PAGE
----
Voltas has set up some joint ventures (JVs) and associates in the region which help it bid for projects and track opportunities. "By their very structure and capitalisation, JVs are mandated for projects up to a certain size. Beyond that, the Voltas office bids or secures the project. That way, the two entities complement each other, which widens business opportunities," says Mr Dhume. JVs also handle work parcels of large projects and warranty maintenance obligations.
Voltas is perceived to be more international in its business compared to other companies. It commands respect for its strong engineering acumen, project management skills and responsiveness. The company has executed major MEP projects such as the Etisalat Telecommunication and Administrative Building in Sharjah, the Conference Palace Hotel in Abu Dhabi, the Jumeirah beach residence in Dubai, Bahrain International and Al Ain International Airports, the Villaggio Shopping Mall in Doha and the Burj Tower in Dubai.
Of these, Mr Dhume believes the Conference Palace Hotel in Abu Dhabi has been the most challenging project, for a number of reasons. It was an important and sensitive project, as it was meant to be the venue for Gulf Cooperation Council (GCC) conferences.
Four months into the project, it was faced with unexpected additional responsibilities, when one of the key subcontractors had to withdraw. Voltas also took on the civil works, and had to manage a major civil construction company as a subcontractor. The documentation and engineering requirements set down by the project manager and the engineering consultants required meticulous compliance, down to the last detail. Tight timelines as compared to conventional projects of this magnitude and an onerous penalty clause for delays added to the challenge. "But we completed the project on schedule," says Mr Dhume proudly.
The challenges are escalating. Increasing scale with correspondingly shorter timelines has meant that the company must be highly skilled in planning and co-ordination between different entities like the client, consultant, project manager, vendors, sub-contractors and other agencies. The compressed time frame also limits mobilisation of the right resources and negotiating for better prices. On-schedule completion is very critical, as there are hefty penalties for delays.
Voltas also needs to look at factors like governmental regulations for visa quotas, prices of critical raw materials like steel and copper, etc. These require constant monitoring, as they may result in extra recruitment expenses or increased costs. In a fixed price contract, factoring in such escalations can make a huge difference.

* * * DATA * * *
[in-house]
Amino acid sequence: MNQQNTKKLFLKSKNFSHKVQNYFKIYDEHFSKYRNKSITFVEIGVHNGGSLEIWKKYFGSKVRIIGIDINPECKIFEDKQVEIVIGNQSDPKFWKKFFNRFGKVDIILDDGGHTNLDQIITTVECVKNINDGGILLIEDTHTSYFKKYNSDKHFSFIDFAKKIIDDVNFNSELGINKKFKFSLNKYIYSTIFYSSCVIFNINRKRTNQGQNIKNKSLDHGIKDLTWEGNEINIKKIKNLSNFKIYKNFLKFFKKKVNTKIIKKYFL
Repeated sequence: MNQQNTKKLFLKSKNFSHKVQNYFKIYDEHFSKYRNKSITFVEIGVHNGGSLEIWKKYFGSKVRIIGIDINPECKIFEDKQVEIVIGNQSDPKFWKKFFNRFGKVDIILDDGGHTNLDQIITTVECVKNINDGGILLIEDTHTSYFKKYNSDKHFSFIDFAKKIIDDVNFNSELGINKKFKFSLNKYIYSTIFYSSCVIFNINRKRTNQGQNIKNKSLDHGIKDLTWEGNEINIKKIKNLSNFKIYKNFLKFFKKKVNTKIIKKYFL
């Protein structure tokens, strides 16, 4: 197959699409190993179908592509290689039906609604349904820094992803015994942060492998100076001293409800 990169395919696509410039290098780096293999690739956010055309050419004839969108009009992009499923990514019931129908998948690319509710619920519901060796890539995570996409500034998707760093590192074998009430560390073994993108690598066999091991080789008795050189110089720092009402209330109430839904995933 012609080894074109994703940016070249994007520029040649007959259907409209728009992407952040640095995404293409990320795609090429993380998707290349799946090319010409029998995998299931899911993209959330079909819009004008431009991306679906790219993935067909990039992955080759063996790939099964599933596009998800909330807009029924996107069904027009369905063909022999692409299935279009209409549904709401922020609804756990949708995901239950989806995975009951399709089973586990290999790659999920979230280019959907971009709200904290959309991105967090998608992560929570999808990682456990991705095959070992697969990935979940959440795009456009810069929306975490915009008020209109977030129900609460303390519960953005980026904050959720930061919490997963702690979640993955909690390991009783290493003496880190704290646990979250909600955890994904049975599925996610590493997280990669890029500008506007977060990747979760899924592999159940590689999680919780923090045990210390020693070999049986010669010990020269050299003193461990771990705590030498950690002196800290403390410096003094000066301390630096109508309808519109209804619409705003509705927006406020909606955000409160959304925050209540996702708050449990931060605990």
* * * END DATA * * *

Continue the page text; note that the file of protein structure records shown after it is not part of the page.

Mr Dhume finds that governments in the region offer a lot of support. Their monetary and fiscal policies are pro-business. Ease of investment and repatriation, as well as relative freedom in importing expatriate staff, adds to the convenience of doing business. The region has an excellent infrastructure and the well-developed banking system offers competitively priced project financing.
The West Asian region is in the grip of an economic boom, and there is major activity in construction. For Voltas, the UAE — Dubai and Abu Dhabi in particular — offers strong and sustained opportunities. Real estate development in these Emirates is dramatic. Their governments are vying for leadership in tourism, to become international financial centres and the regional hub of global companies. This naturally gives rise to large construction projects, which will continue to offer Voltas excellent business opportunities.
In Saudi Arabia, Voltas operates through a JV and here, too, there are exciting opportunities. Kuwait is one country that it has not yet entered, but it is keeping a close watch on emerging opportunities there.
Most international airports in these states are planning for upgradation, extension and expansion. Some countries plan to create mass transit railway systems. Qatar, Bahrain and Oman are closely following the Dubai pattern of planned infrastructure development. "These states have been our traditional markets, and give us opportunities to expand our presence and increase our share of business," says Mr Dhume. With current orders worth Rs8,000 million ($197 million) and future opportunities aplenty, his optimism is well-founded.